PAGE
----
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Eduard 1/48 scale Sopwith F.1 Camel RFC

Kit: No. 8057
Scale: 1/48
Manufacturer: Eduard, 43521 Obrnice 170, Czech Republic, www.eduard.cz
Price: $32.95
Comments: Injection-molded, 75 parts (6 photoetched), painting masks, decals
Pros: Excellent moldings, accurate shapes and dimensions, choice of upper wings, excellent decals
Cons: Requires careful assembly, struts and rigging are time-consuming

The Sopwith Camel is one of the most famous aircraft of World War I. Everyone knows that Snoopy flies a Camel against the Red Baron, right? More than 5,000 Camels were produced, and their pilots scored more victories over enemy aircraft than any other Allied aircraft.

Eduard's Sopwith Camel kit has been eagerly anticipated by WWI aircraft buffs. I was impressed by Eduard's kit even before I began building it. Although it is not one of Eduard's "Profi-Pak" kits that usually contain photoetched details, it has beautifully painted photoetched seat belts and a set of self-adhesive painting masks.

The plastic parts are crisply molded in dark tan. Two types of upper wings are included, one with the large central cutout, and all control surfaces are separate and positionable. The interior is well-detailed with individual decal instrument faces, petrol tanks, chutes for ammunition, and spent shell casings. The wicker seat is represented by decals applied to the plastic seat. The Vickers guns and the Clerget rotary engine are neatly molded.

Decals are provided for three aircraft shown in the supplementary color-marking plans. The instruction sheet is outstanding (except the parts map has the B sprue labeled C, and vice versa), with assembly steps shown in exploded drawings, interior colors indicated, and color numbers given for five paint manufacturers. I used Polly Scale paints overall.

This kit was a bigger challenge than most of Eduard's recent 1/48 scale WWI releases. Small parts must be removed carefully from the sprues or they will break. I had trouble freeing the two radial push-rod parts for the Clerget and replaced broken rods with plastic rod.

Nine parts, not counting the engine and its retainer, mate at the front of the fuselage, making for a great deal of filing, fitting, and trimming. The beautiful interior fits well, and its construction is time-consuming but well worth attention, since it is so visible through the large cut-out in the center of the upper wing.

The aileron horns were fragile, so I saved them for the final rigging stage. I painted and decaled the assembled fuselage, wings, tailplanes, and landing gear before bringing them together.

The decals are some of the best I've used. They went down beautifully even without an underlying gloss coat. A little saliva mixed with water allows the decals to slide into position; decal softening solutions are not needed.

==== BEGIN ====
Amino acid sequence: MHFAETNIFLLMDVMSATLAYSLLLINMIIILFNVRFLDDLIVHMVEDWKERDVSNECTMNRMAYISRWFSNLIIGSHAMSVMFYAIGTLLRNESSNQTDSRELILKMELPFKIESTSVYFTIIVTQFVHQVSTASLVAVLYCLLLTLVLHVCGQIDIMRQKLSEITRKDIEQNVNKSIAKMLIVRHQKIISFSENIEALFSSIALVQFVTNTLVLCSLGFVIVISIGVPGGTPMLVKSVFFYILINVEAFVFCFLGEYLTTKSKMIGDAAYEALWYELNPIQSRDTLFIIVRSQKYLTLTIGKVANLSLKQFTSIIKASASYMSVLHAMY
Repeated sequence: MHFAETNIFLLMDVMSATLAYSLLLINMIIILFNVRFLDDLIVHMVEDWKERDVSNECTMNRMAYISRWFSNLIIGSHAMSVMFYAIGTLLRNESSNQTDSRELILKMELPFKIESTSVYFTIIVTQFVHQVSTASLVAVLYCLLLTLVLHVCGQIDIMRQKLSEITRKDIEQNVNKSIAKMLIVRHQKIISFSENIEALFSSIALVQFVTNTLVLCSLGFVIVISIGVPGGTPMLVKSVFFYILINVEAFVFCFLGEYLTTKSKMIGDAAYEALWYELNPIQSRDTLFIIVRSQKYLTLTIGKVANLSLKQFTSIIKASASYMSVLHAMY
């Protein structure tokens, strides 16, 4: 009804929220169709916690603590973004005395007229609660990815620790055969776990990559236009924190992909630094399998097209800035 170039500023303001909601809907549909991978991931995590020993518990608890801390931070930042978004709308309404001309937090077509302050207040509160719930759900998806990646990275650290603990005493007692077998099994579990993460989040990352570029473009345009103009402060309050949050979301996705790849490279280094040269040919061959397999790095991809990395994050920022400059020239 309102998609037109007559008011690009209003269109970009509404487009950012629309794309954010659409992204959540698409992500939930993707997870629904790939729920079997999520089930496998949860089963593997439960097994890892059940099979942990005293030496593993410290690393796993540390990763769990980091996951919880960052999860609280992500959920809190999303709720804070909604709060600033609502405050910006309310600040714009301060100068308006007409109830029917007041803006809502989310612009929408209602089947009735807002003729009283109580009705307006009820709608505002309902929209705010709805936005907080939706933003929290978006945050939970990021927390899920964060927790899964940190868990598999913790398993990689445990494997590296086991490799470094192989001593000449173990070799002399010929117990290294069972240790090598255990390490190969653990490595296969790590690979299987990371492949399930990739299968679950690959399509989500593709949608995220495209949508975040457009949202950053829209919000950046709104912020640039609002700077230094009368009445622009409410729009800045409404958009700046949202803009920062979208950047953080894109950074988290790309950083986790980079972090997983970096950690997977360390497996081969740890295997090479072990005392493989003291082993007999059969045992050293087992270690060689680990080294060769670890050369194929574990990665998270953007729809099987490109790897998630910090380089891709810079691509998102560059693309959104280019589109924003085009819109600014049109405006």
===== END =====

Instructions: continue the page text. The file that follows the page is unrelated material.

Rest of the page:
The decal representing the inside back of the wicker seat is best cut in two for easier positioning. The aluminum prop hub decal is a nice touch, as are the decals for the interplane strut pennants.

Final assembly was the crucial stage. I glued the lower wing with its forward underbelly to the fuselage after some filing and adjustment. I delayed installing the forward decking (part No. C7) to ease attaching the cabane struts to it. I used artist's dividers and 1/48 scale plans to align the cabanes. Before they were dry, I attached the decking to the fuselage and flipped it over to attach it to the upper wing, which was lying upside down on my workbench. With the assembly supported by balsa blocks, I carefully inserted the interplane struts and let the project set overnight.

The Camel's rigging was extensive, so I drilled holes with a No. 80 bit and used four-pound-test monofilament between the wings, stretched sprue for the cross wires on the struts, and fine stainless steel wire for the control-surface cables. I painted all the rigging metallic gray.

The decals comprise markings for three Camels, among them Snoo . . . er, I mean Capt. Roy Brown, the possible victor over the Red Baron, but I chose Capt. D.R. MacLaren's Camel with the larger upper-wing cutout.

The finished model looks great and measures to scale. However, it takes a lot of time to build right, due to the amount of detailing, strut work, and rigging. Perhaps I'm a slow builder, but it took me 50 hours to finish. If you have experience building biplanes in this scale, you're sure to want this one.

- Dr. Bill Funcke

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